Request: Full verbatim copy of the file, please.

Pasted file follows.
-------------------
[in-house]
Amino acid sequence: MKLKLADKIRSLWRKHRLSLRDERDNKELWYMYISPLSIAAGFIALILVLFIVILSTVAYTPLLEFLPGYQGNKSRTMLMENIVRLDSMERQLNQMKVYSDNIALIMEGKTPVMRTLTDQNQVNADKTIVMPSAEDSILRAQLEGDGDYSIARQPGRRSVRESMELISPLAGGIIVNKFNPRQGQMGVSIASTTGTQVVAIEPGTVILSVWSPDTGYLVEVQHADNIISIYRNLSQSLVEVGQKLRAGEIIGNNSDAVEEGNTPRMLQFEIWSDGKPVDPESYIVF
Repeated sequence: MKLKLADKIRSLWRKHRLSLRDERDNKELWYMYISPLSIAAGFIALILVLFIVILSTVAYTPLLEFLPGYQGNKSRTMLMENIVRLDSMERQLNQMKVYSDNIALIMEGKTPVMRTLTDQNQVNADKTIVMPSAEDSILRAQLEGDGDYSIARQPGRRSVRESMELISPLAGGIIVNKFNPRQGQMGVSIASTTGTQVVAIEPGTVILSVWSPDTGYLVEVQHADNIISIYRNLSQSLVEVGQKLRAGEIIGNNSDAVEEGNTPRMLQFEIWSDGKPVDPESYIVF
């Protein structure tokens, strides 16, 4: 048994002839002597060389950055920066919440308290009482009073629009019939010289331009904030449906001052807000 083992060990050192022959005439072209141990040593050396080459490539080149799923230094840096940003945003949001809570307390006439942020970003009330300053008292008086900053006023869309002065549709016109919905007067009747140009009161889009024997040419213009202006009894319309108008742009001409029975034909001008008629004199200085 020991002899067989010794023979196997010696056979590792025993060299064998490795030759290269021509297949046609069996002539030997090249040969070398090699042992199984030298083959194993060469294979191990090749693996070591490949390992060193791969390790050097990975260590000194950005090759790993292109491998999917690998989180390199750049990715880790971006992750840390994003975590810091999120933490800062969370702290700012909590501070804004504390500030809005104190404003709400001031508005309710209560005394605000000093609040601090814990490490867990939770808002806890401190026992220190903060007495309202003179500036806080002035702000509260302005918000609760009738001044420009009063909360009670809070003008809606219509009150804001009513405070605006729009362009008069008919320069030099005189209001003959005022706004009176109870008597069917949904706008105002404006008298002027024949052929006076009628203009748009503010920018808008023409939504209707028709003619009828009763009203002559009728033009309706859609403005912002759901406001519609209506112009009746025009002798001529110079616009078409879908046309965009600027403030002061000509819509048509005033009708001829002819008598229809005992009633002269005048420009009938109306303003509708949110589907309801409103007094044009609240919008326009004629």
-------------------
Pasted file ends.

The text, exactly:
[in-house]
Amino acid sequence: MKLKLADKIRSLWRKHRLSLRDERDNKELWYMYISPLSIAAGFIALILVLFIVILSTVAYTPLLEFLPGYQGNKSRTMLMENIVRLDSMERQLNQMKVYSDNIALIMEGKTPVMRTLTDQNQVNADKTIVMPSAEDSILRAQLEGDGDYSIARQPGRRSVRESMELISPLAGGIIVNKFNPRQGQMGVSIASTTGTQVVAIEPGTVILSVWSPDTGYLVEVQHADNIISIYRNLSQSLVEVGQKLRAGEIIGNNSDAVEEGNTPRMLQFEIWSDGKPVDPESYIVF
Repeated sequence: MKLKLADKIRSLWRKHRLSLRDERDNKELWYMYISPLSIAAGFIALILVLFIVILSTVAYTPLLEFLPGYQGNKSRTMLMENIVRLDSMERQLNQMKVYSDNIALIMEGKTPVMRTLTDQNQVNADKTIVMPSAEDSILRAQLEGDGDYSIARQPGRRSVRESMELISPLAGGIIVNKFNPRQGQMGVSIASTTGTQVVAIEPGTVILSVWSPDTGYLVEVQHADNIISIYRNLSQSLVEVGQKLRAGEIIGNNSDAVEEGNTPRMLQFEIWSDGKPVDPESYIVF
């Protein structure tokens, strides 16, 4: 048994002839002597060389950055920066919440308290009482009073629009019939010289331009904030449906001052807000 083992060990050192022959005439072209141990040593050396080459490539080149799923230094840096940003945003949001809570307390006439942020970003009330300053008292008086900053006023869309002065549709016109919905007067009747140009009161889009024997040419213009202006009894319309108008742009001409029975034909001008008629004199200085 020991002899067989010794023979196997010696056979590792025993060299064998490795030759290269021509297949046609069996002539030997090249040969070398090699042992199984030298083959194993060469294979191990090749693996070591490949390992060193791969390790050097990975260590000194950005090759790993292109491998999917690998989180390199750049990715880790971006992750840390994003975590810091999120933490800062969370702290700012909590501070804004504390500030809005104190404003709400001031508005309710209560005394605000000093609040601090814990490490867990939770808002806890401190026992220190903060007495309202003179500036806080002035702000509260302005918000609760009738001044420009009063909360009670809070003008809606219509009150804001009513405070605006729009362009008069008919320069030099005189209001003959005022706004009176109870008597069917949904706008105002404006008298002027024949052929006076009628203009748009503010920018808008023409939504209707028709003619009828009763009203002559009728033009309706859609403005912002759901406001519609209506112009009746025009002798001529110079616009078409879908046309965009600027403030002061000509819509048509005033009708001829002819008598229809005992009633002269005048420009009938109306303003509708949110589907309801409103007094044009609240919008326009004629």